The Kamloops and Cowessess discoveries are confirmation of the costs of a determination by the society to make Indigenous peoples Canadian. The mission is called “civilizing,” but it is cultural genocide. The foundational attitude is that we are to be pitied for who we are and the only solution is to make us “fit in.” Some churches have apologized and the Canadian government has expressed regret for its involvement in residential schools. At best, the statements have acknowledged historic mistakes but deep racism has continued.
We are given charity instead of justice. We face batteries of government lawyers when we attempt to raise the spirit and intent of our treaties. Our poverty is entrenched in government policies that are designed to maintain the status quo. The jails are crowded with Indigenous youth and our children are in the web of provincially controlled child and family services.
The United Church apologized in 1986 for its role in colonialism and the words rang out to us announcing a new era of liberation from colonial captivity. Thirty-five years later, there are continuing efforts by churches to find a path to reconciliation. The language that is used is changing but the institution resists transformation. The reality is that Indigenous peoples are colonized. We live with trauma and generations of marginalization have caused us to question our teachings.
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- 4 questions Christians need to ask if we’re to make good on reconciliation
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- How United churches mourned the Kamloops residential school victims
Alberta Billy was a member of the National Native Ministries Council in 1985 when she asked the General Council Executive for an apology. She was concerned about the effect that the United Church’s disrespectful colonial missionary actions were having on Indigenous peoples. Members of the National Council and many others did educational workshops with congregations and at United Church gatherings long before the word reconciliation was used in describing the work of building right relations. The United Church of Canada (UCC) apologized in 1998 for its involvement in residential schools. This apology led the churches into a long process with Canada that eventually led to the formation of the Truth and Reconciliation Commission.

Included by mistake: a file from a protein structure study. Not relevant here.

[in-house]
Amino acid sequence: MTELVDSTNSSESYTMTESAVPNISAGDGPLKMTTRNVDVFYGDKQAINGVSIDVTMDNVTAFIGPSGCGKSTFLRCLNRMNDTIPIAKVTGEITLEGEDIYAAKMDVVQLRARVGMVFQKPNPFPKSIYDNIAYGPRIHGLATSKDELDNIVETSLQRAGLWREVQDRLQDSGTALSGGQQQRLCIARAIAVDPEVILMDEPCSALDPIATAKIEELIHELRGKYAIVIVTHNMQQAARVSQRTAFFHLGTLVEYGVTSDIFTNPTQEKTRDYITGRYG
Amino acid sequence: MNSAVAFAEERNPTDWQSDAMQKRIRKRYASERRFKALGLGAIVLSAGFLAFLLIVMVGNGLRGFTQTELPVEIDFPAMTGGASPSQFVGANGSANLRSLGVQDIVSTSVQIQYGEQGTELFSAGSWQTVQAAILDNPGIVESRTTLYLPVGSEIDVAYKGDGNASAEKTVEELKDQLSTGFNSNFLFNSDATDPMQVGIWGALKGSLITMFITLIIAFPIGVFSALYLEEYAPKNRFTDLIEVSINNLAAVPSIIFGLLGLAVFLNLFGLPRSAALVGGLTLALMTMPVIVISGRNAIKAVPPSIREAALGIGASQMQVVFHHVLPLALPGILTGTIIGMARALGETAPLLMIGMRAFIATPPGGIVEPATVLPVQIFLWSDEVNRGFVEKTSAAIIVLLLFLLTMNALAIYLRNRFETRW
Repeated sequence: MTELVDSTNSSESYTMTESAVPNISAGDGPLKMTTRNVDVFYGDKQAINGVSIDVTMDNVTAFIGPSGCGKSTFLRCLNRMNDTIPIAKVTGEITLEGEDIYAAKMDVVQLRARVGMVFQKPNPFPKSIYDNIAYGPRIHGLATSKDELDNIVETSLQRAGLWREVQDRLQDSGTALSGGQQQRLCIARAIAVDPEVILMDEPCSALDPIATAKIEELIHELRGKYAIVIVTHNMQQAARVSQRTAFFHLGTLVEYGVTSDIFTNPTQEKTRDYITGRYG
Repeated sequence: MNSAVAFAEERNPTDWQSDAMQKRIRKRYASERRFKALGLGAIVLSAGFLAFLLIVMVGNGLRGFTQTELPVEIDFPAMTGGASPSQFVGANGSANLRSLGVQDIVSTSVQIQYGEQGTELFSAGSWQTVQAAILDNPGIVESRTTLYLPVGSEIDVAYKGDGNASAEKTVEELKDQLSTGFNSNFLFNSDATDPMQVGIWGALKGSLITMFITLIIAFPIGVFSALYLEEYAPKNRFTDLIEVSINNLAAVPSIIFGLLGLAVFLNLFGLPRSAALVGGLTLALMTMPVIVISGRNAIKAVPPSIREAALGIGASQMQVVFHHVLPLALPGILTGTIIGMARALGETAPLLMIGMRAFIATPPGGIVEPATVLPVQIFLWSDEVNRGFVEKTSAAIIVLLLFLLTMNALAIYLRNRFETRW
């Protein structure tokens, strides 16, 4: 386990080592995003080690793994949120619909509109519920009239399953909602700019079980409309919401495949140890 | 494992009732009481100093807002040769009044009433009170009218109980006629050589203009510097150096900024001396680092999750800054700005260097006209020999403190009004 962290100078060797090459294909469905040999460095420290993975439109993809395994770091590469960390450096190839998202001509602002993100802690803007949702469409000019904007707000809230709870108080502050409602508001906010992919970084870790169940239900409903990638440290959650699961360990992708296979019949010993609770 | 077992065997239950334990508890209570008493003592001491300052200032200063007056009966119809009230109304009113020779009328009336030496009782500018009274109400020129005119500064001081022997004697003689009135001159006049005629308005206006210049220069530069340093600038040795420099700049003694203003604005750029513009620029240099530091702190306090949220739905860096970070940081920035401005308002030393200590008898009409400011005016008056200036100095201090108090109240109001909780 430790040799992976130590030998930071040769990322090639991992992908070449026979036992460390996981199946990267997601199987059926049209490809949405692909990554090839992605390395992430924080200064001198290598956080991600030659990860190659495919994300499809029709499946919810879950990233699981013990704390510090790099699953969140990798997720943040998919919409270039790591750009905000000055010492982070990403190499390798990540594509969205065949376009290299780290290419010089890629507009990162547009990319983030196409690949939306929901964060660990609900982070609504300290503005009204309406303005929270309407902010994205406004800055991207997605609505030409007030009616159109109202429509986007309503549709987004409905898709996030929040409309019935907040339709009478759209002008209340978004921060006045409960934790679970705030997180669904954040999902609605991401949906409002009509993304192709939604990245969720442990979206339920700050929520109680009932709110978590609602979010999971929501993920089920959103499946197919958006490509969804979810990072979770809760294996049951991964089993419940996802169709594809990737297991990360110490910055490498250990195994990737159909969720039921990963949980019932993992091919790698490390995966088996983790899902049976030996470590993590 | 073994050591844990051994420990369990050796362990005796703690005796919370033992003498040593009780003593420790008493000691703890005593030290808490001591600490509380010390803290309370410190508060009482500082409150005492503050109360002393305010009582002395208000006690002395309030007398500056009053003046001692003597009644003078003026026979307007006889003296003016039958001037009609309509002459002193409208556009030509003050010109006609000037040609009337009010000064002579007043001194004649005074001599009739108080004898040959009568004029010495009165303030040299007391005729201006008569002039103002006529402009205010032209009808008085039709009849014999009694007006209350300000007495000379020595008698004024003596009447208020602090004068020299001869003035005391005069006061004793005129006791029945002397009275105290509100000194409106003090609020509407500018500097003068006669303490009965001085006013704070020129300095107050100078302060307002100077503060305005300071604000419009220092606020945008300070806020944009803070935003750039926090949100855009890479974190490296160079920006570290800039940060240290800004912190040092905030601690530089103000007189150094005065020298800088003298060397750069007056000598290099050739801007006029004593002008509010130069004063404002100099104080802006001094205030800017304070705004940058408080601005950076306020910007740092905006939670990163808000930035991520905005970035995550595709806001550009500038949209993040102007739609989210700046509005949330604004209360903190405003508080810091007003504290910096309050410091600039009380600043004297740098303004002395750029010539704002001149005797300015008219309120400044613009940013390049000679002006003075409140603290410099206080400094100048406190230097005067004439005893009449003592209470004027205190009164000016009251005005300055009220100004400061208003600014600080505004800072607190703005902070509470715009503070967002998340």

The apologies made by the UCC did not have a significant impact on people in the pews. In my opinion, it was because there was no strategic planning about what was to be done in light of this history of cultural genocide. The church courts did not refer to the apologies in their vision statements and congregations did not engage in the task of transformation that was implied in the apologies. Even after the Truth and Reconciliation Commission Calls to Action, there are United Church congregations that do not comprehend what this has to do with them.
It is likely that there will be many more graves discovered in days to come. I am prepared to continue the work of healing in our society and in the United Church.
The Creator has work for us and I am reminded of a chorus taught to me in Sunday School 70 years ago:
Jesus loves the little children
All the children of the world
Red and yellow, black and white
The Very Rev. Stan McKay was the moderator of The United Church of Canada from 1992 to 1994. He lives in Fisher River, Man.
Emotional support or assistance for those who are affected by the residential school system can be found at Indian Residential School Survivors Society toll-free 1 (800) 721-0066 or 24 hr Crisis Line 1 (866) 925-4419.
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